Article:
My Gran died. She had a large, loving family, a lifetime of memories and a tired old heart, and so she died. I already miss her, and the centrifugal force that held our family together. We congregated at her house at Christmas, on birthdays and almost every single Sunday of my life. On those Sundays you had to eat; soup, cake, ice cream, steak pie, strawberries, and sometimes, if you didn’t want anything at all, you’d get offered a brandy; but mostly, you had to eat, because that’s what families coming together is all about. Families eating together is a kind of communion, a celebration of being together for no good reason at all. So Sundays were special.
Here’s what my Gran taught me. She doesn’t know she taught me this. Just something else I wish I had thought to tell her.
Love is a verb
Words are easy. It’s a simple, small thing to say to someone ‘I love you’. It’s much, much harder to show someone that you love them, day in day out, for as long as you share a wee bit of the world.
I knew my Gran loved me because she proved it. When I was pregnant she spent weeks gathering stuff for the new babies’ arrival – vests, bibs, nappies, and dummies, all wrapped up in a cosy knitted blanket. Getting ‘the baby box’ from Gran was a big deal!
And when I had a two year old and a tiny baby, and I’m sure looked like I’d had far too many sleepless nights, she said to me she was just sorry she couldn’t be more help. She was 90! I told her that, as far as looking after babies went, her work was done, but in truth it bothered her not to be able to give help when someone she loved needed it.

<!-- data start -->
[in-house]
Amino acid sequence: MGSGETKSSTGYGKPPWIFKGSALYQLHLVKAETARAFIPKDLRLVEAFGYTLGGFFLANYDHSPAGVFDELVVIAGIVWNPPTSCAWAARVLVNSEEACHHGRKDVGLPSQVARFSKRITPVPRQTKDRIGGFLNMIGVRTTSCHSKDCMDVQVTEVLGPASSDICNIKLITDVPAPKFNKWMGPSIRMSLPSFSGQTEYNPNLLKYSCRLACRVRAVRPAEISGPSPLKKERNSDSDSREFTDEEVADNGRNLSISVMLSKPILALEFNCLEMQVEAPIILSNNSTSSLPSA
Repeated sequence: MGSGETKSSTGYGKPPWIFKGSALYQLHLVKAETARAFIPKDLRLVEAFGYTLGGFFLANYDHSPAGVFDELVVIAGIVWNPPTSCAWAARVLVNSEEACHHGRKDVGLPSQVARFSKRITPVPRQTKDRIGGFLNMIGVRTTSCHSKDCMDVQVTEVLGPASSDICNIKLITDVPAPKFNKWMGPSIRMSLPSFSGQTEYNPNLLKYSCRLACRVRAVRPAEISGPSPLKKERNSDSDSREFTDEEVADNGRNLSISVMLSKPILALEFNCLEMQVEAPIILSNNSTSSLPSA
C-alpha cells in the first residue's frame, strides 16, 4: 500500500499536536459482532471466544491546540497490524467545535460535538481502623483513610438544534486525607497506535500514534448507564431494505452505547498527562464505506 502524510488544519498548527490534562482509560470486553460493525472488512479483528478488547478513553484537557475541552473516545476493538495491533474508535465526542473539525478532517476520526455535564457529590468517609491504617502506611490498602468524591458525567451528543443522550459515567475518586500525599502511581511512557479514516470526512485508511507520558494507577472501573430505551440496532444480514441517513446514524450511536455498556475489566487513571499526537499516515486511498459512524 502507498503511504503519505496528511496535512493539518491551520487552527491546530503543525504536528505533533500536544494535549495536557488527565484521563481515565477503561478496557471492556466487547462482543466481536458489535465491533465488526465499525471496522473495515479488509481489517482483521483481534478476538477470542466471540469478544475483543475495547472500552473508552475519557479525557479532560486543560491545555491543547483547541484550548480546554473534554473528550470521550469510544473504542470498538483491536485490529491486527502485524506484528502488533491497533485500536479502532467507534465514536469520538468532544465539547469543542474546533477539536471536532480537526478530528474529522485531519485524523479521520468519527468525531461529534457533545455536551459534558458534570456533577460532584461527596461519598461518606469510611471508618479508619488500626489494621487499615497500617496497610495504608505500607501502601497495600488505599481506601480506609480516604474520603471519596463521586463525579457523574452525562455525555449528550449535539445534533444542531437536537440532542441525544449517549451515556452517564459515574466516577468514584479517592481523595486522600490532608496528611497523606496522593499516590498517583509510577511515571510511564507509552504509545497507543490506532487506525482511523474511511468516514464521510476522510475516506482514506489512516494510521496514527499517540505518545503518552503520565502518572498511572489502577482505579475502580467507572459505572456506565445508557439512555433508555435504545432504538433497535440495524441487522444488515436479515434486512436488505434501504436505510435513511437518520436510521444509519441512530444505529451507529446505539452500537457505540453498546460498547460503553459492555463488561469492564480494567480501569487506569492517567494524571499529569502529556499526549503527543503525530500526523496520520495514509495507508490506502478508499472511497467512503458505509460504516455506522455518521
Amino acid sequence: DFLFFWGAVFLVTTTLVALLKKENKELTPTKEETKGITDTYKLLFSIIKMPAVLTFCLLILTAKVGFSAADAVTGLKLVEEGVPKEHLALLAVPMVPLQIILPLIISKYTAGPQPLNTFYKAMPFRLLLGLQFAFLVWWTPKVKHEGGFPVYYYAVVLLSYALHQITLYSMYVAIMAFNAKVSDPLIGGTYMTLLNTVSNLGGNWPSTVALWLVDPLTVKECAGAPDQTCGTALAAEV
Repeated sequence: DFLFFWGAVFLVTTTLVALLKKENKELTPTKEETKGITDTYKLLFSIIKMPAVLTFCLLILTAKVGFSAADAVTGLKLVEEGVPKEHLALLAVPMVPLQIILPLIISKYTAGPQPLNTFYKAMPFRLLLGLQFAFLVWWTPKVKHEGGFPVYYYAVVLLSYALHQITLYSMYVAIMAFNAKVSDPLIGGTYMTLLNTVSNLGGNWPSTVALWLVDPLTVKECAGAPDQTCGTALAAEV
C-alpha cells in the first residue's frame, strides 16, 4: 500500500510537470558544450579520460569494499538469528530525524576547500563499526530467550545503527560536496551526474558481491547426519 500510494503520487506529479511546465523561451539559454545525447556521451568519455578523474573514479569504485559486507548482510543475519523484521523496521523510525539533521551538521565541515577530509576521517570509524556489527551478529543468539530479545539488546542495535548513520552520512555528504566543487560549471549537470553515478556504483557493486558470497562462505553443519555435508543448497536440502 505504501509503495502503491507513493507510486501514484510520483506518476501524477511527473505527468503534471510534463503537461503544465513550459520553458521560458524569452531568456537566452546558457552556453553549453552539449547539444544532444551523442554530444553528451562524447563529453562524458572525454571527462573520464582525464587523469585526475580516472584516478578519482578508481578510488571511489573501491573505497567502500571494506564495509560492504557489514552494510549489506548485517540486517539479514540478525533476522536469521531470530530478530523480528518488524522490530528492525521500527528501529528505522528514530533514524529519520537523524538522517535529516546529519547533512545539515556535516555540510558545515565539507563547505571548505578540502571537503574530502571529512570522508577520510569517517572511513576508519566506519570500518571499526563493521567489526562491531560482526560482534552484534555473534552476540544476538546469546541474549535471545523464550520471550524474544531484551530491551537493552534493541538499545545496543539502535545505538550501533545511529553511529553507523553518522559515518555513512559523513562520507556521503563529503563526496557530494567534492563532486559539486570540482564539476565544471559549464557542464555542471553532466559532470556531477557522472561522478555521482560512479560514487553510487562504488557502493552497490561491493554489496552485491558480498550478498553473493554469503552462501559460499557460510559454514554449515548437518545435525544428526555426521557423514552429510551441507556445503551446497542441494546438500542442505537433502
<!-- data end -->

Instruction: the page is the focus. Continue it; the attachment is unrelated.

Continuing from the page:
Every week, when she was busy boosting supermarket profits sky-high (and don’t think there’s no connection between Tesco’s losses and my Gran no longer doing her weekly shop) she would buy me a pack or two of baby wipes or maybe some nappy bags. In fact, her nappy bag mountain is still going strong and will outlive her for some months yet!
It may sound trite, but that’s real love. The fact that my Gran had me in mind each week, that she spent her own money on wipes because she knows babies are expensive, that she kept the kid’s bankies filled with pennies, that she loved nothing more than sharing a cuppa and a sneaky cigarette and some stories from her past. Those little things, those small gestures that speak volumes; that’s real love.
Not words, not songs, not lofty proclamations without actions to back them up. Words crumble to dust in the face of solid, dependable, unswerving, unquestioning love. Love is a verb. I’m glad I’ve seen it done.